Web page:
Finzi’s Classic FM hat trick has received an interesting email from Gordon Thompson, who writes:

You may know that, in the recent Hall of Fame countdown of 300 pieces on Classic FM, Gerald had three entries – which is a remarkable achievement for a composer often perceived to be one with a low(ish) public profile.

I was particularly pleased to see the clarinet concerto (a piece with such a beautiful and moving slow movement) re-enter the chart after quite a long absence, joining Five Bagatelles and the Eclogue.

It annoys me that all sorts of tosh like Philip Glass (sorry if you feel differently about him!) and various sundry purveyors of fashionable contemporary stuff are to be found in the Hall of Fame but there is no room for Dies Natalis or Intimations or the cello concerto – the last being a wonderful piece whose succinct finale is far better, in my opinion, than Elgar’s rambling effort. 

Possibly because of the Barbirolli/DuPré version, the Elgar concerto has almost an untouchable, god-like status in the boardroom at Classic FM and it certainly seems to have airtime sewn up.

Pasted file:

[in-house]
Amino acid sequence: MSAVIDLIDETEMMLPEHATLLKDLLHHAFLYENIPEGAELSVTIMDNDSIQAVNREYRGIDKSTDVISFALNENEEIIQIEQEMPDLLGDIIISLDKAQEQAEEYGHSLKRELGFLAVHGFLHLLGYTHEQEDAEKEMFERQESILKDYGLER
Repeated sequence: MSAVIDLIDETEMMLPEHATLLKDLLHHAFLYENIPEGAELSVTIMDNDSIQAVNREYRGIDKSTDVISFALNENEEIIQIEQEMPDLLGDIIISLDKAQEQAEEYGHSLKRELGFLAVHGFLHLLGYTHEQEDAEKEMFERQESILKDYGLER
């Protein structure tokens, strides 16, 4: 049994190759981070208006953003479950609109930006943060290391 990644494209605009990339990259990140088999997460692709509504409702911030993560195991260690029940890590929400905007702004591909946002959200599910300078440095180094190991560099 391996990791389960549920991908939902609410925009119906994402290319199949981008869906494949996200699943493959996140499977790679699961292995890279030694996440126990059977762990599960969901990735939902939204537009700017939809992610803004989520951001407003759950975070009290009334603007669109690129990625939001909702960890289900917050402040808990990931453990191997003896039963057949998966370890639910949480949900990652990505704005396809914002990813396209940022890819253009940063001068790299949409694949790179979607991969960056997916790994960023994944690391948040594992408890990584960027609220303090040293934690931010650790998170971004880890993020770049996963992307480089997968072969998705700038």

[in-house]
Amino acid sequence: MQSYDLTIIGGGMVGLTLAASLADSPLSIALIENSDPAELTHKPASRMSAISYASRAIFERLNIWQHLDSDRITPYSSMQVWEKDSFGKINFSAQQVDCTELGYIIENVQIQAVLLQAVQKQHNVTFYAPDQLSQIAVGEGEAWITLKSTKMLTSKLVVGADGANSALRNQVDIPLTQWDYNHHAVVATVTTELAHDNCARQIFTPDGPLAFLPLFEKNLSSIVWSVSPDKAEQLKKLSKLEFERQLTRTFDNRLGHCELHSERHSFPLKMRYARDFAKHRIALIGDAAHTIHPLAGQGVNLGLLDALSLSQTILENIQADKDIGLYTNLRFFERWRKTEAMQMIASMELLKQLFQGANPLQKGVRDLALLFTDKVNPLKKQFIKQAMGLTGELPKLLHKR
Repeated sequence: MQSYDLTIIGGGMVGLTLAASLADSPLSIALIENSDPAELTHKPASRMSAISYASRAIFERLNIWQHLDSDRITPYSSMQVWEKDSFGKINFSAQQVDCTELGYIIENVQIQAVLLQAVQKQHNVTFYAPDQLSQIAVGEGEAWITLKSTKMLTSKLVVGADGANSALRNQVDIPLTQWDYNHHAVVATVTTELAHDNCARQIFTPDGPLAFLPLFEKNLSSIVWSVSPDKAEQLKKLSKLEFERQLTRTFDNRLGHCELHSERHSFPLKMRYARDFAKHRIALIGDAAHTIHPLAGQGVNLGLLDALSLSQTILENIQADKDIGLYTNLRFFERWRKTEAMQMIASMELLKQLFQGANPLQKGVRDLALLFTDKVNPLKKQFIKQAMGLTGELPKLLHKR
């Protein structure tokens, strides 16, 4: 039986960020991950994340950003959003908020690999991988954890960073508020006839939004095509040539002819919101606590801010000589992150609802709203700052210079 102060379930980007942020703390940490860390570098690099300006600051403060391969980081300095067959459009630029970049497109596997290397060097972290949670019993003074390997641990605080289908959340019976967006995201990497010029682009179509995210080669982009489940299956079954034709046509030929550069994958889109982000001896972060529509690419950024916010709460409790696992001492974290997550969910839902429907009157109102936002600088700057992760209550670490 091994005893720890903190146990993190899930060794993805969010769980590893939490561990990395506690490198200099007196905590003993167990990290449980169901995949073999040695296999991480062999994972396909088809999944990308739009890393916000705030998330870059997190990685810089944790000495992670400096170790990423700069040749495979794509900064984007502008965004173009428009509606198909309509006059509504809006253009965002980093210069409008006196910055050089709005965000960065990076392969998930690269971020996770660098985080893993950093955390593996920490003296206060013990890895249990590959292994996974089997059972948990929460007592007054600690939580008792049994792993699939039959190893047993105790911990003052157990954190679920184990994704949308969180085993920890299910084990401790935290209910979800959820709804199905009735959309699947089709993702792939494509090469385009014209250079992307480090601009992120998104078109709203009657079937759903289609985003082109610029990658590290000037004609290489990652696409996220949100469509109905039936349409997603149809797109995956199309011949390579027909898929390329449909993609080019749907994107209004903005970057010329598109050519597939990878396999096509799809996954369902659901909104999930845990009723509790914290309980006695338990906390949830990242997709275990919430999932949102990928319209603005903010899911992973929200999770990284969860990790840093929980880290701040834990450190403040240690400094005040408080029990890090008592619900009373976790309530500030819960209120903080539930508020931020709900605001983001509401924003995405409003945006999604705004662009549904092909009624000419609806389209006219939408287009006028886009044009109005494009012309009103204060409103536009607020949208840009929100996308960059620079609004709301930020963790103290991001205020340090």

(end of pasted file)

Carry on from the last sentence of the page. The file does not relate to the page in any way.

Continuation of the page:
There may once have been a problem with Gerald’s traditional image as a “pastoral” composer (with all the adverse associations and implications of that expression), but surely we should be listening, in these more liberal days, to all sorts of music (so far as we can) with unbiased ears or without preconceptions?

Encouraging us to do so, rather than just flogging us the same old, should surely be one of Classic FM’s missions. Someone said to me that, if they heard Rach 2 or the above Elgar (or The Lark or Downton Abbey) again, this week, the radio was going out of the window. I am not (yet) at that point, although another dose of Downton may alter that!

What can we add but “hear, hear!”? For the record (pardon the pun), those chart positions were as follows:

  • 265  – Clarinet Concerto
  • 254 – Five Bagatelles
  • 133 – Eclogue.